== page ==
Presentation Authors: Luca Boeri*, Vidit Sharma, Matteo Soligo, Igor Frank, Stephen A. Boorjian, R. Houston Thompson, Matthew Tollefson, Fernando J. Quevedo, John C. Cheville, R. Jeffrey Karnes, Rochester, MN
Introduction: Smoking may be implicated in mechanism of resistance to cisplatin-based chemotherapy in bladder cancer and other solid malignancies. However, evidence suggesting a nicotine-induced resistance to cisplatin-based neoadjuvant chemotherapy (NAC) for muscle-invasive bladder cancer (MIBC) is scarce. We aimed to investigate the association between smoking status and pathological response to cisplatin-based NAC and survival outcomes in patients with MIBC treated with radical cystectomy (RC).
Methods: We reviewed 201 patients treated with NAC and RC for cT2-cT4N0M0 BC between 01/1999 and 01/2015. Smoking status was categorized as never smoker, former and current smoker. Pathological response to NAC was defined as: complete (ypT0N0), partial (ypTis/Ta/T1,N0) and no response (ypT2-4 or ypN+). Clinicopathologic characteristics were analysed according to smoking status. Logistic regression analyses tested the association between smoking status and pathologic response to NAC. Cox regression analyses tested risk factors associated with recurrence, overall (OM) and cancer specific mortality (CSM).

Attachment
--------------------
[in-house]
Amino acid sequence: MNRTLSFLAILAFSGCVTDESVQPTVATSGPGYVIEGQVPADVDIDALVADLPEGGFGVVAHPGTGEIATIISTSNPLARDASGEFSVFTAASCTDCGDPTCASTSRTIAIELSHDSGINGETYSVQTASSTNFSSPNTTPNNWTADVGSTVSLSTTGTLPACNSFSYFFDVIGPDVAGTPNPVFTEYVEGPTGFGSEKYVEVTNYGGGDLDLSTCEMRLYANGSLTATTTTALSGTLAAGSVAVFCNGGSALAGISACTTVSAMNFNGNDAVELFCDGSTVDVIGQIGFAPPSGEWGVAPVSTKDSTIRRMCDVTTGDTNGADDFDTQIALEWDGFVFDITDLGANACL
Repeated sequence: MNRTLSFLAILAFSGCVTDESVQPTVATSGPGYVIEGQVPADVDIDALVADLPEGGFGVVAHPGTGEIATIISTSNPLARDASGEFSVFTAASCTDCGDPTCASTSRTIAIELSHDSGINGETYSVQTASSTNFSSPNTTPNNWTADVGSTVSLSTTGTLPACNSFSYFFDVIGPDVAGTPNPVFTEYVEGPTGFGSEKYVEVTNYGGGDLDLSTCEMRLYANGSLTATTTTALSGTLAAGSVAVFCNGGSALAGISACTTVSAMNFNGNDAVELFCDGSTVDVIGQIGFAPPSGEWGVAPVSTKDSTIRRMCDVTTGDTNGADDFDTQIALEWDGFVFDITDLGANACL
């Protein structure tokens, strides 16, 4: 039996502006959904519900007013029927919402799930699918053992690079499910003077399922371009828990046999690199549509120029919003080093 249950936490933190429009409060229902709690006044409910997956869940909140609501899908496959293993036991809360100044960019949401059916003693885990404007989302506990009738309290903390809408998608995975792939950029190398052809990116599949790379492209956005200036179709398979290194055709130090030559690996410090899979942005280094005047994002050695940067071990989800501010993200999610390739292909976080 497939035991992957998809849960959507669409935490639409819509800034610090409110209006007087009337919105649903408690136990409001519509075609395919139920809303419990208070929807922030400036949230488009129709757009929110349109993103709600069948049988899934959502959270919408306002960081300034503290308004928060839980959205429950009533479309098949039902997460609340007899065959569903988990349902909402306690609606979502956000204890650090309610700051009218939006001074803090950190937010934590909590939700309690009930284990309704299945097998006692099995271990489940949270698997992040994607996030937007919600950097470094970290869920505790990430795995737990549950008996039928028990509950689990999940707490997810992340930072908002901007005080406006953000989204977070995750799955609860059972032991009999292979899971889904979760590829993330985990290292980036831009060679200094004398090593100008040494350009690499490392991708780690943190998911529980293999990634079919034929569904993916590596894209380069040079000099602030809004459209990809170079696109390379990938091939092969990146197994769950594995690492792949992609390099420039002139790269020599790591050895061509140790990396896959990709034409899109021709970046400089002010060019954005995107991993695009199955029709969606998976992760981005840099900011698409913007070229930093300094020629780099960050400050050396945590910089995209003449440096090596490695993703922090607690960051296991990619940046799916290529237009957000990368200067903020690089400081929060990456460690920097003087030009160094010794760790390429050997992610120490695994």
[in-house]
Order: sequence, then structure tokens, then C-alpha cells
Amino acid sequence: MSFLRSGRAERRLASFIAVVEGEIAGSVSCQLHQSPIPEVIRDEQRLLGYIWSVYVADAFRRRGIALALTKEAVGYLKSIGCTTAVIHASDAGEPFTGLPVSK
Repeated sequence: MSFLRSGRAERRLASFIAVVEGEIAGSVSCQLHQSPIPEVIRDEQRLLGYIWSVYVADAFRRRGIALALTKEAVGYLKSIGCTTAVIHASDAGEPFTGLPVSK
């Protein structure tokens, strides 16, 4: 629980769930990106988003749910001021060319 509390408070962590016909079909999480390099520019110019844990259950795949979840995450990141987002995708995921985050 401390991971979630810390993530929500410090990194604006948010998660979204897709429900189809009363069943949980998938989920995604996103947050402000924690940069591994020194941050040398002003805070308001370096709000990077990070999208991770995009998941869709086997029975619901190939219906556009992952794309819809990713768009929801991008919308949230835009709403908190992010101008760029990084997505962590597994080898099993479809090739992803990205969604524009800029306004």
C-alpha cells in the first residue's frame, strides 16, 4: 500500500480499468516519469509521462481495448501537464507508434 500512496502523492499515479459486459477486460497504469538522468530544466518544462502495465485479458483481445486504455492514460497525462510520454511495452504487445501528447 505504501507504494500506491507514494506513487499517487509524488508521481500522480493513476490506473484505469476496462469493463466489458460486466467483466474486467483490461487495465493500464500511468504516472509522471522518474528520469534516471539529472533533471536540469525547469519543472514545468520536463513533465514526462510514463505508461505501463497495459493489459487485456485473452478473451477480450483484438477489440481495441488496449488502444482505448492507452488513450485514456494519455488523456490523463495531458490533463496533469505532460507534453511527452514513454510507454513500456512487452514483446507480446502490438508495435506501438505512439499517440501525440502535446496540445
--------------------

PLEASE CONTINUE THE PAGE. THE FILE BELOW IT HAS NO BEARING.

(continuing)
Results: Overall, there were 58 (28.9%) never smokers, 87 (43.3%) former smokers and 56 (27.9%) current smokers. Current smokers had higher rate of clinical extravesical disease (p=0.017) and preoperative hydronephrosis (p=0.01). No response to NAC was more frequently noted in current smokers (73.2%; p=0.007). Former smoker (OR 2.28; p=0.024) and current smoker status (OR 4.52; p < 0.001) were significantly associated with no response to NAC, after adjusting for age, gender, CCI and clinical stage. Current smoking status (HR 2.14; p=0.03) and extravesical pathologic tumor stage (HR 3.31; p < 0.001) were independently associated with an increased risk of recurrence after RC. Univariable analysis showed that current smoker status was significantly associated with OM (OR 1.82; p=0.043) and CSM (OR 1.89; p=0.048). However, at multivariable analysis, no statistically significant association was found between smoking status and OM or CSM.
Conclusions: Cigarette smoking was significantly associated with adverse pathologic response to cisplatin-based NAC in MIBC patient treated with RC. Current smokers were at significantly higher risk of experiencing disease recurrence as compared to former and never smokers.